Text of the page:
Bush asks world to help Lebanon

George Bush, the US president, has called for quick deployment of an international force to help uphold the fragile ceasefire between Israel and Hezbollah in Lebanon.

Bush called for France to do more for Lebanon

Bush was speaking at a hastily arranged news conference at the White House in which he also touched on the fighting in Iraq and negotiations with Iran.

On Lebanon, Bush said on Monday: “The need is urgent. The international community must now designate the leadership of this new international force, give it robust rules of engagement and deploy it as quickly as possible to secure the peace.”

United Nations resolution has authorised up to 15,000 UN peacekeepers to help an equal number of Lebanese soldiers extend their authority into south Lebanon as Israel withdraws.

The UN wants 3,500 troops on the ground by next Monday, but so far, no European country has offered large numbers of troops.

France which commands the existing UN peacekeeping force there, the United Nations Interim Force in Lebanon (Unifil), had been expected to make a significant new contribution that would form the backbone of the expanded force.

However, Jacques Chirac, the French president, has offered just 200 army engineers – despite saying that France should command the 15,000 strong international mission.

“I would hope that they would put more troops in,” Bush said of France’s commitment.

“Wars are not a time of joy. These are challenging times  and difficult times”

George Bush, US president

France was an enthusiastic supporter of the UN resolution which authorised the peacekeeping force.

Bush said the US would give an additional $230 million in aid to Lebanon.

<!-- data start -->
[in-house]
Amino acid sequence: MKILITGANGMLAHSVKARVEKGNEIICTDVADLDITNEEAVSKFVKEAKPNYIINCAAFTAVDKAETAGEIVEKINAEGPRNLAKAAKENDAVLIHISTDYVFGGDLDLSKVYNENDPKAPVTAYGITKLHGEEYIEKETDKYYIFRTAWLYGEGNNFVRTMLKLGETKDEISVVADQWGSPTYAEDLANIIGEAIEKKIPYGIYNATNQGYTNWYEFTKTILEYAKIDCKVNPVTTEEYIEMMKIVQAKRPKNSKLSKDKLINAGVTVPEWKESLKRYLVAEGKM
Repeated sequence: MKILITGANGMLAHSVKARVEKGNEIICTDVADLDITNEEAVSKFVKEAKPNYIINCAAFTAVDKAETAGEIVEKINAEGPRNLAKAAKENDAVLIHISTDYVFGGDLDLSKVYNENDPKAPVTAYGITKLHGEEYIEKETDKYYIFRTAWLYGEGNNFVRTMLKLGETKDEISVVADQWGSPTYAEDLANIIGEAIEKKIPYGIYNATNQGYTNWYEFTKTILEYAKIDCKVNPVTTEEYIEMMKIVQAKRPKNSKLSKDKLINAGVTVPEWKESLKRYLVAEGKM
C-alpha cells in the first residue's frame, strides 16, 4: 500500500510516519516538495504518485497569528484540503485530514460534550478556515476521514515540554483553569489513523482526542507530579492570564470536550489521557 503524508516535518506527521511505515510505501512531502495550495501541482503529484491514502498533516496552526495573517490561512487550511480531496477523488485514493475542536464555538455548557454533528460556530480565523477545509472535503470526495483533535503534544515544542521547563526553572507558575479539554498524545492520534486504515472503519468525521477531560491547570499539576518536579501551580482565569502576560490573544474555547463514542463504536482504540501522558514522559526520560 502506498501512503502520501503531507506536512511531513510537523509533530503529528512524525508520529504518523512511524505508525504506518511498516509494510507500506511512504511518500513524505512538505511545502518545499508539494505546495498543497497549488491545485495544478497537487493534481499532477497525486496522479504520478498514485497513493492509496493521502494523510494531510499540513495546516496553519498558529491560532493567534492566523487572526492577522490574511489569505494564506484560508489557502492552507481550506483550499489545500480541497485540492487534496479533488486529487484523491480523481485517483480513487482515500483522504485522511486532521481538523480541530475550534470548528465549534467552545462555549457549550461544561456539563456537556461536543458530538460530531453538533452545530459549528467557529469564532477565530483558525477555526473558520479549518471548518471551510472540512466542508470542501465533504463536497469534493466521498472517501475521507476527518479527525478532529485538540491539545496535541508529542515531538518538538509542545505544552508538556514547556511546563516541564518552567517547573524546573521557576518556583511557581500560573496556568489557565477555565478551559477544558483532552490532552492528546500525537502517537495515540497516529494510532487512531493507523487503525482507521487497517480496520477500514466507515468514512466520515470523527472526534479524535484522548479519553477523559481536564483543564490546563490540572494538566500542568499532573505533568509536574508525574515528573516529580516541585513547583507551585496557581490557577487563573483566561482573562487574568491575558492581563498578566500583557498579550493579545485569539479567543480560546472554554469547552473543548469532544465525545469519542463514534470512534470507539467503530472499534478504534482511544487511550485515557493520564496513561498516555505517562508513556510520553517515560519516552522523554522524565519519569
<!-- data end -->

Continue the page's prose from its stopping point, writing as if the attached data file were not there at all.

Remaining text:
No Iraq pullout

Bush also said that the war in Iraq, with daily bombings and US casualties now standing at more than 2,600 was “straining the psyche of our country”.

“Sometimes I’m frustrated. Rarely surprised. Wars are not a time of joy. These are challenging times, and difficult times,” he said.

He conceded that the war had become a major issue in this year’s mid-term congressional elections.

Bush said that if Iraq’s government there fails, it could turn the country into a “safe haven for terrorists and extremists” and give those opposed to the US-led presence revenues from oil sales.

“It would be wrong, in my judgment, to leave before the mission is completed in Iraq”

George Bush, US president

“I hear a lot of talk about civil war. I’m concerned about that, of course, and I’ve talked to a lot of people about it. And what I’ve found from my talks are that the Iraqis want a unified country. And that the Iraqi leadership is determined to thwart the efforts of the extremists and the radicals,” Bush said.

Bush also said he was troubled that so many US House and Senate candidates were calling for the withdrawal of US forces from Iraq.

“There are a lot of good decent people saying ‘get out now. Vote for me, I’ll do everything I can to cut off money…’ It’s a big mistake. It would be wrong, in my judgment, to leave before the mission is completed in Iraq,” he said.

In early August the US army in Iraq launched a major operation in Baghdad to wrest streets back from sectarian militias and prevent further violence between Iraq’s ruling Shia Muslims and the country’s Sunnis.

More than 3,500 Iraqis were killed last month, the highest monthly civilian toll since the war began.